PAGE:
More than half of all Americans own pets and they are popular Christmas gifts, whether it’s a dog, cat, or guinea pig. But after the holidays will Fido break your bank account? Paul Fain, president of Asset Planning Corporation joins us to talk about the doggie in the window.
PAUL, PETS BRING COMPANIONSHIP AND JOY, BUT ALSO COME WITH PLANNING CONSIDERATIONS DON’T THEY?
Expect ongoing costs
• Pets aren’t a one-time expense. After paying for any animal, you can expect recurring costs for food, supplies, grooming, vaccines, check-ups, boarding, and more.
• Can your budget support a pet?
WHAT ABOUT UNEXPECTED EXPENSES!?
Consider adding to your emergency fund
• Unexpected pet expenses may also affect your finances.
• Pets have injuries and illnesses too.
• Be financially prepared: add to your emergency fund.
SHOULD PET OWNERS LOOK INTO PET INSURANCE?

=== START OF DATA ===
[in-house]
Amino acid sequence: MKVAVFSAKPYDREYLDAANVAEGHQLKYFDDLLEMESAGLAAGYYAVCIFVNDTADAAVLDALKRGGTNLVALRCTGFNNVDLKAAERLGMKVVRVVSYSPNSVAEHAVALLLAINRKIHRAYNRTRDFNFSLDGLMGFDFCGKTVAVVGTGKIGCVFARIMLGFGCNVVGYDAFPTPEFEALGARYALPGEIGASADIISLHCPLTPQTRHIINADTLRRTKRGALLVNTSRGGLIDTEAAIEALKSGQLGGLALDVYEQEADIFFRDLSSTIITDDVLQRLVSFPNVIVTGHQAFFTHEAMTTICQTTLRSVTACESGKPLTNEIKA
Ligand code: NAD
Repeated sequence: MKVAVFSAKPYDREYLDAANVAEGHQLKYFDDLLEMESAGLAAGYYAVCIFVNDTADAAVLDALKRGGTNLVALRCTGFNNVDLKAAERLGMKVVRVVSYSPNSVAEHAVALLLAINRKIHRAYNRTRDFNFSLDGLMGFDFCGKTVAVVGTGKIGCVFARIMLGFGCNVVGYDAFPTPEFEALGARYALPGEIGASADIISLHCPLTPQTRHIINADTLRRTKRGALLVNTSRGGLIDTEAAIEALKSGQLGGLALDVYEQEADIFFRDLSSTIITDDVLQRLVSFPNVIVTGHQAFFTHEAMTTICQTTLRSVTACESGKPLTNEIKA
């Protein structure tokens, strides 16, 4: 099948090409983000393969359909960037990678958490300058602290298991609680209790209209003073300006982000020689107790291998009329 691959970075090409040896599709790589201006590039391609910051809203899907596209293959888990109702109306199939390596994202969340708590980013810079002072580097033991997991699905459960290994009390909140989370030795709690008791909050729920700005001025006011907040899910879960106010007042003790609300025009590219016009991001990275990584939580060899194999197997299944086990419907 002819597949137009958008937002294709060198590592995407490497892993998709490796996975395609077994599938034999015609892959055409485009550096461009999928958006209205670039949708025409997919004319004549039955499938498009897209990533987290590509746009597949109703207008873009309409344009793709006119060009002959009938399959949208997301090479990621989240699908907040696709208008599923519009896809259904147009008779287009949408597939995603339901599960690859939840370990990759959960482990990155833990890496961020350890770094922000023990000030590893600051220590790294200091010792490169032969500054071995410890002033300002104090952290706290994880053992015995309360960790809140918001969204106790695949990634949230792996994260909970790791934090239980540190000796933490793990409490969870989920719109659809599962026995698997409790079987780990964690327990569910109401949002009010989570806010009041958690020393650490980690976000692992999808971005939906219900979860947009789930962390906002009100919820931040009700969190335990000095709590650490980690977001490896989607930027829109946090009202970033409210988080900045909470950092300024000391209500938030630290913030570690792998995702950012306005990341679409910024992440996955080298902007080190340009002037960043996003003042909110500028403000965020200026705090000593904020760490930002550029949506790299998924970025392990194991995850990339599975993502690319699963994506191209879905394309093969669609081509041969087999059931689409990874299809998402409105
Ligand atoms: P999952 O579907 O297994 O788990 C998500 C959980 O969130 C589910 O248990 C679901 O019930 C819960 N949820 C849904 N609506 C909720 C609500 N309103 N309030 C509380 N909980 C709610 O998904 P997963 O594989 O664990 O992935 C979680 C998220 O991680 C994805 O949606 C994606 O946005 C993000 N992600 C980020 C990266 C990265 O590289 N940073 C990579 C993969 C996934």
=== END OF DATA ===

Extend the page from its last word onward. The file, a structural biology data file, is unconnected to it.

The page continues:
Look into pet insurance
• If the cost of an emergency veterinary visit or serious illness would be a financial strain, pet health insurance may be a good option for you.
• The average annual premium for a pet accident-and-illness plan was $529 per pet.
FAST MARKET FACT: COST OF A DOG
• Average first-year cost to care for a dog is $3,085
• Average lifetime cost is $23,410
QUESTION FOR OUR MONEYMAN?
Want to learn more about pet costs? Do you have other general questions about financial planning or investing? Send your questions to our Knoxville Certified financial planner Paul Fain or directly to Paul@assetplanningcorp.com!